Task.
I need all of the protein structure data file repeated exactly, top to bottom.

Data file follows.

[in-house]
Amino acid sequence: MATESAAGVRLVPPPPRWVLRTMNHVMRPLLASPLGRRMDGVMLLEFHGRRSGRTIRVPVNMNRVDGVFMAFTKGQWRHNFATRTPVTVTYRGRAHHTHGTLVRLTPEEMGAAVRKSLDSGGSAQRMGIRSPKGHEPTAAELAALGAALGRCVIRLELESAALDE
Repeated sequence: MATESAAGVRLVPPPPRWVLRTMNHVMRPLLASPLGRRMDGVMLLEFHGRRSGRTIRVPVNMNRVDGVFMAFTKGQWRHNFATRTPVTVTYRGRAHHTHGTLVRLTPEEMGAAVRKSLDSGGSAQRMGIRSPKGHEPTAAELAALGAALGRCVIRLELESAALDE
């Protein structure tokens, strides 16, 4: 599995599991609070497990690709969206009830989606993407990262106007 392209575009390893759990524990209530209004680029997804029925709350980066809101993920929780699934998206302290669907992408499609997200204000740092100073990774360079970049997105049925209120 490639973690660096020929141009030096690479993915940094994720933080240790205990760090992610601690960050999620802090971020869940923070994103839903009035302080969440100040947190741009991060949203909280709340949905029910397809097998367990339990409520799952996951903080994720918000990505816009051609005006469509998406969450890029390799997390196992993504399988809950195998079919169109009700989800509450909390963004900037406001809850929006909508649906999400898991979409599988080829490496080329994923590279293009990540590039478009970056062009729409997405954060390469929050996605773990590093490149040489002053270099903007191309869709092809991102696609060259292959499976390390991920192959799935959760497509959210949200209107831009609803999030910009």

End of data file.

[in-house]
Amino acid sequence: MATESAAGVRLVPPPPRWVLRTMNHVMRPLLASPLGRRMDGVMLLEFHGRRSGRTIRVPVNMNRVDGVFMAFTKGQWRHNFATRTPVTVTYRGRAHHTHGTLVRLTPEEMGAAVRKSLDSGGSAQRMGIRSPKGHEPTAAELAALGAALGRCVIRLELESAALDE
Repeated sequence: MATESAAGVRLVPPPPRWVLRTMNHVMRPLLASPLGRRMDGVMLLEFHGRRSGRTIRVPVNMNRVDGVFMAFTKGQWRHNFATRTPVTVTYRGRAHHTHGTLVRLTPEEMGAAVRKSLDSGGSAQRMGIRSPKGHEPTAAELAALGAALGRCVIRLELESAALDE
């Protein structure tokens, strides 16, 4: 599995599991609070497990690709969206009830989606993407990262106007 392209575009390893759990524990209530209004680029997804029925709350980066809101993920929780699934998206302290669907992408499609997200204000740092100073990774360079970049997105049925209120 490639973690660096020929141009030096690479993915940094994720933080240790205990760090992610601690960050999620802090971020869940923070994103839903009035302080969440100040947190741009991060949203909280709340949905029910397809097998367990339990409520799952996951903080994720918000990505816009051609005006469509998406969450890029390799997390196992993504399988809950195998079919169109009700989800509450909390963004900037406001809850929006909508649906999400898991979409599988080829490496080329994923590279293009990540590039478009970056062009729409997405954060390469929050996605773990590093490149040489002053270099903007191309869709092809991102696609060259292959499976390390991920192959799935959760497509959210949200209107831009609803999030910009």